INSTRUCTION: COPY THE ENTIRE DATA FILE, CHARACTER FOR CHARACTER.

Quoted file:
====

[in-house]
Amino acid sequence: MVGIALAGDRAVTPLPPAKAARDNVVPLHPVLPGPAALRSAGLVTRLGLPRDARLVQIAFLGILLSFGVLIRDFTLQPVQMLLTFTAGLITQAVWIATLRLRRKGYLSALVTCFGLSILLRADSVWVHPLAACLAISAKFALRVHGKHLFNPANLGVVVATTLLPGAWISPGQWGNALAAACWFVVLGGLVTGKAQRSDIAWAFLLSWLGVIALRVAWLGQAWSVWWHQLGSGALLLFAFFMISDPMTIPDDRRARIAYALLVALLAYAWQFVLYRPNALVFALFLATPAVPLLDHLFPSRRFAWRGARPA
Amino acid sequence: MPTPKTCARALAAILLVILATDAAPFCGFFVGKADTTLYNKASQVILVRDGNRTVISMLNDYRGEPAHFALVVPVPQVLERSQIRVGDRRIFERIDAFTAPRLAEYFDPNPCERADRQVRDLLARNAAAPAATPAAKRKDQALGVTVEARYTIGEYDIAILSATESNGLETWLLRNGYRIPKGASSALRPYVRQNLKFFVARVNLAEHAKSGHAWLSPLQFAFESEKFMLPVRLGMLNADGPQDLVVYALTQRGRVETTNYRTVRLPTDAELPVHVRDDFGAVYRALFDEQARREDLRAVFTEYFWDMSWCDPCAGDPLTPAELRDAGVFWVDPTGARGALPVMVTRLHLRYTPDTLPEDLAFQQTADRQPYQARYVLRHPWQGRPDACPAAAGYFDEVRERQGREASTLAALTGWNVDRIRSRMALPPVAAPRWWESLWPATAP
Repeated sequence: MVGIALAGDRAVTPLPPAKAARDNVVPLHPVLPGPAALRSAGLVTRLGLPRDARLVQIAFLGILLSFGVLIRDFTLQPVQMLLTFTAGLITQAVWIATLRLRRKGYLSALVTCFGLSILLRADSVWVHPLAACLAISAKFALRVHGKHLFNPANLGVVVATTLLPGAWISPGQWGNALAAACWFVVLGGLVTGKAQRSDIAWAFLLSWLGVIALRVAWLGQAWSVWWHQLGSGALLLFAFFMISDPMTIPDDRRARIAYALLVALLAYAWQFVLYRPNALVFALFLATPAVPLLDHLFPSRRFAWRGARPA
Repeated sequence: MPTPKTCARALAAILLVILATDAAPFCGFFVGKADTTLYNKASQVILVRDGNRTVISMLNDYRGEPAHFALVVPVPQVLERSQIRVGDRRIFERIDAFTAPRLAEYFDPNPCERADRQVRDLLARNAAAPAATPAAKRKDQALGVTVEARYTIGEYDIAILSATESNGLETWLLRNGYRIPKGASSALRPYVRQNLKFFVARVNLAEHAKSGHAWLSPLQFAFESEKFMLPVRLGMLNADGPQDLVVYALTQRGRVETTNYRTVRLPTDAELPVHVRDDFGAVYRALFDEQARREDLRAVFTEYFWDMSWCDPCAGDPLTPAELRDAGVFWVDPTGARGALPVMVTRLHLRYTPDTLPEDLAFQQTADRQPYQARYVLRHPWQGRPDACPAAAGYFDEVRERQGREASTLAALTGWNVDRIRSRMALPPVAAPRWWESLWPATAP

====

[in-house]
Amino acid sequence: MVGIALAGDRAVTPLPPAKAARDNVVPLHPVLPGPAALRSAGLVTRLGLPRDARLVQIAFLGILLSFGVLIRDFTLQPVQMLLTFTAGLITQAVWIATLRLRRKGYLSALVTCFGLSILLRADSVWVHPLAACLAISAKFALRVHGKHLFNPANLGVVVATTLLPGAWISPGQWGNALAAACWFVVLGGLVTGKAQRSDIAWAFLLSWLGVIALRVAWLGQAWSVWWHQLGSGALLLFAFFMISDPMTIPDDRRARIAYALLVALLAYAWQFVLYRPNALVFALFLATPAVPLLDHLFPSRRFAWRGARPA
Amino acid sequence: MPTPKTCARALAAILLVILATDAAPFCGFFVGKADTTLYNKASQVILVRDGNRTVISMLNDYRGEPAHFALVVPVPQVLERSQIRVGDRRIFERIDAFTAPRLAEYFDPNPCERADRQVRDLLARNAAAPAATPAAKRKDQALGVTVEARYTIGEYDIAILSATESNGLETWLLRNGYRIPKGASSALRPYVRQNLKFFVARVNLAEHAKSGHAWLSPLQFAFESEKFMLPVRLGMLNADGPQDLVVYALTQRGRVETTNYRTVRLPTDAELPVHVRDDFGAVYRALFDEQARREDLRAVFTEYFWDMSWCDPCAGDPLTPAELRDAGVFWVDPTGARGALPVMVTRLHLRYTPDTLPEDLAFQQTADRQPYQARYVLRHPWQGRPDACPAAAGYFDEVRERQGREASTLAALTGWNVDRIRSRMALPPVAAPRWWESLWPATAP
Repeated sequence: MVGIALAGDRAVTPLPPAKAARDNVVPLHPVLPGPAALRSAGLVTRLGLPRDARLVQIAFLGILLSFGVLIRDFTLQPVQMLLTFTAGLITQAVWIATLRLRRKGYLSALVTCFGLSILLRADSVWVHPLAACLAISAKFALRVHGKHLFNPANLGVVVATTLLPGAWISPGQWGNALAAACWFVVLGGLVTGKAQRSDIAWAFLLSWLGVIALRVAWLGQAWSVWWHQLGSGALLLFAFFMISDPMTIPDDRRARIAYALLVALLAYAWQFVLYRPNALVFALFLATPAVPLLDHLFPSRRFAWRGARPA
Repeated sequence: MPTPKTCARALAAILLVILATDAAPFCGFFVGKADTTLYNKASQVILVRDGNRTVISMLNDYRGEPAHFALVVPVPQVLERSQIRVGDRRIFERIDAFTAPRLAEYFDPNPCERADRQVRDLLARNAAAPAATPAAKRKDQALGVTVEARYTIGEYDIAILSATESNGLETWLLRNGYRIPKGASSALRPYVRQNLKFFVARVNLAEHAKSGHAWLSPLQFAFESEKFMLPVRLGMLNADGPQDLVVYALTQRGRVETTNYRTVRLPTDAELPVHVRDDFGAVYRALFDEQARREDLRAVFTEYFWDMSWCDPCAGDPLTPAELRDAGVFWVDPTGARGALPVMVTRLHLRYTPDTLPEDLAFQQTADRQPYQARYVLRHPWQGRPDACPAAAGYFDEVRERQGREASTLAALTGWNVDRIRSRMALPPVAAPRWWESLWPATAP